I find the best explanation in the Book of Mormon. The prophet Jacob teaches the Nephites that God disapproves of polygamy, except in special circumstances, because it is so painful to his daughters.
"For there shall not any man among you have save it be one wife and concubines he shall have none. For I, the Lord God, delight in the chastity of women. And whoredoms are an abomination before me" (Jacob 2:27-28).
Jacob -- speaking for God -- commands his people not to practice polygamy. He even implies that plural marriage causes women to be less chaste and calls the consequences an abomination. Jacob goes on to review the pain caused by husbands who seek after other wives or concubines:
"For behold, I, the Lord, have seen the sorrow and heard the mourning of the daughters of my people...because of the wickedness and abominations of their husbands.... Ye have broken the hearts of your tender wives and lost the confidence of your children...and the sobbings of their hearts ascend up to God against you" (Jacob 2:31-32).
God expresses anger and promises justice against those men who cause such suffering. He acknowledges the sad consequences of altering the traditional family and expounds upon the horrors of violating the intimate trust between a husband and wife. Yet, after expressing his anger toward these polygamous men, God justifies the behavior at his command.
God teaches his people that he fully understands the sorrow of polygamy and commands them not to participate. Yet, when he sees fit, he commands his people to practice it to produce many children very quickly. God implies that sometimes the importance of creating life immediately outweighs the suffering it causes.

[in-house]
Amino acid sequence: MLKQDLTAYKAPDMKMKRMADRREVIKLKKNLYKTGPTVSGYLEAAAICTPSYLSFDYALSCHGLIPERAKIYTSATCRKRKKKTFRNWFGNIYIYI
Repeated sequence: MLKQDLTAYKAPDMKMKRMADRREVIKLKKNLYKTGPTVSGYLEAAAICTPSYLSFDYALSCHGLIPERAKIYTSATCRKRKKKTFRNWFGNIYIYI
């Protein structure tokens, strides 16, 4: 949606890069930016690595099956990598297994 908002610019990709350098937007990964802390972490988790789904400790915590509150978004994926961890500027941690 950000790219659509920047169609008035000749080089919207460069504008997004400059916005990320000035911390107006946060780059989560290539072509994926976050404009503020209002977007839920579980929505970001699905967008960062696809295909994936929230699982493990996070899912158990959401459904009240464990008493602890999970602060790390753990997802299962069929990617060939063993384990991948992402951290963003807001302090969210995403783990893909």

His purposes for commanding the quick breeding of children are a mystery to me. Perhaps his people periodically need a new righteous generation. Maybe it was a test of faith for his most righteous followers. Maybe there were many choice souls who needed righteous parents as mentors.
Perhaps loving and nurturing many children is the most essential attribute of Godhood. Polygamous parents may better understand the challenges and rewards of Deity.
Polygamous fathers were given the demanding tasks of providing money, help, counsel, and comfort to their enormous families. As mostly single mothers -- but plural wives -- women were forced to confront feelings of bitterness, jealousy, and loneliness. They often turned to God as a surrogate father for their children and gathered strength from the conviction that they were obeying his commandments, even if it caused them to suffer. Their sacrifice required almost angelic faith and charity.
They were mere mortals attempting the feats of Gods. As consolation for their struggles, God promised that their suffering would be short and their reward eternal. "He that goeth forth and weepeth, bearing precious seed, shall doubtless come again with rejoicing, bringing his sheaves with him" (Psalms 126).
Likewise, God commanded Christ to suffer in a way that many of us do not understand. His sacrifice saved us and made him Savior and Redeemer of all creation. Surely we who believe in him understand that God may require great sacrifices of us, but we trust that our obedience will bring eternal joy. Polygamous families suffered much and sacrificed much. I think of them with reverence for their faith and strength. Only God could require his children to face hell on earth, yet command them to remain faithful. He alone could comprehend their suffering, yet promise them eternal glory for their sacrifice.
I believe in a wise Heavenly Father who blesses those who suffer for his sake. It seems a miracle that anything good could come of polygamy, but I believe in a God of miracles.